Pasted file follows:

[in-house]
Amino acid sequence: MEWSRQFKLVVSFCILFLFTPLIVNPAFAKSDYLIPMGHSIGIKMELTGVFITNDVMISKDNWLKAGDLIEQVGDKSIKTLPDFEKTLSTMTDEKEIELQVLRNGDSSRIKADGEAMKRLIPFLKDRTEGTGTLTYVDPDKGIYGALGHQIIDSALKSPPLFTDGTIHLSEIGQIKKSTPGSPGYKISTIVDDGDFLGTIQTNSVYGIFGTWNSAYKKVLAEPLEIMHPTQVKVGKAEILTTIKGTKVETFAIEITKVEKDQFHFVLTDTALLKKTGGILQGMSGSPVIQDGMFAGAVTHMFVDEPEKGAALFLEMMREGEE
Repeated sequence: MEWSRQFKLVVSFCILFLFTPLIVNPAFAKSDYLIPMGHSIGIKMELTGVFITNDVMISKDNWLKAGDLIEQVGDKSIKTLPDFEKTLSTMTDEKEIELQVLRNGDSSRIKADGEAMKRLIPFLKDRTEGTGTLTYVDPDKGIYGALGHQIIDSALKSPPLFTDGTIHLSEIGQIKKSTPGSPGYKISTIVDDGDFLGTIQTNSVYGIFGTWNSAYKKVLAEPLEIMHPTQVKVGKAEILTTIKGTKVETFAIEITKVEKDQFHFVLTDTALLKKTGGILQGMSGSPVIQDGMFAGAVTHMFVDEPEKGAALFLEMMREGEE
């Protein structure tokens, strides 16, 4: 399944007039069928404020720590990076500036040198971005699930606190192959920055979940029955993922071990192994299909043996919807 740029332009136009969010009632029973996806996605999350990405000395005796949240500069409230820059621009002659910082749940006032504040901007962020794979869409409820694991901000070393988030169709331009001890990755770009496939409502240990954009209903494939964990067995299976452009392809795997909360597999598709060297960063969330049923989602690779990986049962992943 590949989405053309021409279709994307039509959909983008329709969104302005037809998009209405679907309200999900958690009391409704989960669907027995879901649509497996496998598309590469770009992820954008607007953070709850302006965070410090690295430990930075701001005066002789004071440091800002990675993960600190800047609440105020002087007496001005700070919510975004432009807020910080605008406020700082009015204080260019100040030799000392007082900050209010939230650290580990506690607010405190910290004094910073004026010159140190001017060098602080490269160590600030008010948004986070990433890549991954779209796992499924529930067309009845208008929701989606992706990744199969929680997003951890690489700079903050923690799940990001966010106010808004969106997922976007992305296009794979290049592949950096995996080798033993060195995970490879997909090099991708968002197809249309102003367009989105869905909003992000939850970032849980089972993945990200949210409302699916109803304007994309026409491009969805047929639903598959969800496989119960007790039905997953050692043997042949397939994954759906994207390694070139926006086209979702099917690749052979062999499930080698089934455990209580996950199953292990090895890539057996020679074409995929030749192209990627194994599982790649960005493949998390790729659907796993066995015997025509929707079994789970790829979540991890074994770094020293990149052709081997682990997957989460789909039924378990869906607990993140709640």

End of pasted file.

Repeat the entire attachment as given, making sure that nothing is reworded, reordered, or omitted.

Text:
[in-house]
Amino acid sequence: MEWSRQFKLVVSFCILFLFTPLIVNPAFAKSDYLIPMGHSIGIKMELTGVFITNDVMISKDNWLKAGDLIEQVGDKSIKTLPDFEKTLSTMTDEKEIELQVLRNGDSSRIKADGEAMKRLIPFLKDRTEGTGTLTYVDPDKGIYGALGHQIIDSALKSPPLFTDGTIHLSEIGQIKKSTPGSPGYKISTIVDDGDFLGTIQTNSVYGIFGTWNSAYKKVLAEPLEIMHPTQVKVGKAEILTTIKGTKVETFAIEITKVEKDQFHFVLTDTALLKKTGGILQGMSGSPVIQDGMFAGAVTHMFVDEPEKGAALFLEMMREGEE
Repeated sequence: MEWSRQFKLVVSFCILFLFTPLIVNPAFAKSDYLIPMGHSIGIKMELTGVFITNDVMISKDNWLKAGDLIEQVGDKSIKTLPDFEKTLSTMTDEKEIELQVLRNGDSSRIKADGEAMKRLIPFLKDRTEGTGTLTYVDPDKGIYGALGHQIIDSALKSPPLFTDGTIHLSEIGQIKKSTPGSPGYKISTIVDDGDFLGTIQTNSVYGIFGTWNSAYKKVLAEPLEIMHPTQVKVGKAEILTTIKGTKVETFAIEITKVEKDQFHFVLTDTALLKKTGGILQGMSGSPVIQDGMFAGAVTHMFVDEPEKGAALFLEMMREGEE
């Protein structure tokens, strides 16, 4: 399944007039069928404020720590990076500036040198971005699930606190192959920055979940029955993922071990192994299909043996919807 740029332009136009969010009632029973996806996605999350990405000395005796949240500069409230820059621009002659910082749940006032504040901007962020794979869409409820694991901000070393988030169709331009001890990755770009496939409502240990954009209903494939964990067995299976452009392809795997909360597999598709060297960063969330049923989602690779990986049962992943 590949989405053309021409279709994307039509959909983008329709969104302005037809998009209405679907309200999900958690009391409704989960669907027995879901649509497996496998598309590469770009992820954008607007953070709850302006965070410090690295430990930075701001005066002789004071440091800002990675993960600190800047609440105020002087007496001005700070919510975004432009807020910080605008406020700082009015204080260019100040030799000392007082900050209010939230650290580990506690607010405190910290004094910073004026010159140190001017060098602080490269160590600030008010948004986070990433890549991954779209796992499924529930067309009845208008929701989606992706990744199969929680997003951890690489700079903050923690799940990001966010106010808004969106997922976007992305296009794979290049592949950096995996080798033993060195995970490879997909090099991708968002197809249309102003367009989105869905909003992000939850970032849980089972993945990200949210409302699916109803304007994309026409491009969805047929639903598959969800496989119960007790039905997953050692043997042949397939994954759906994207390694070139926006086209979702099917690749052979062999499930080698089934455990209580996950199953292990090895890539057996020679074409995929030749192209990627194994599982790649960005493949998390790729659907796993066995015997025509929707079994789970790829979540991890074994770094020293990149052709081997682990997957989460789909039924378990869906607990993140709640």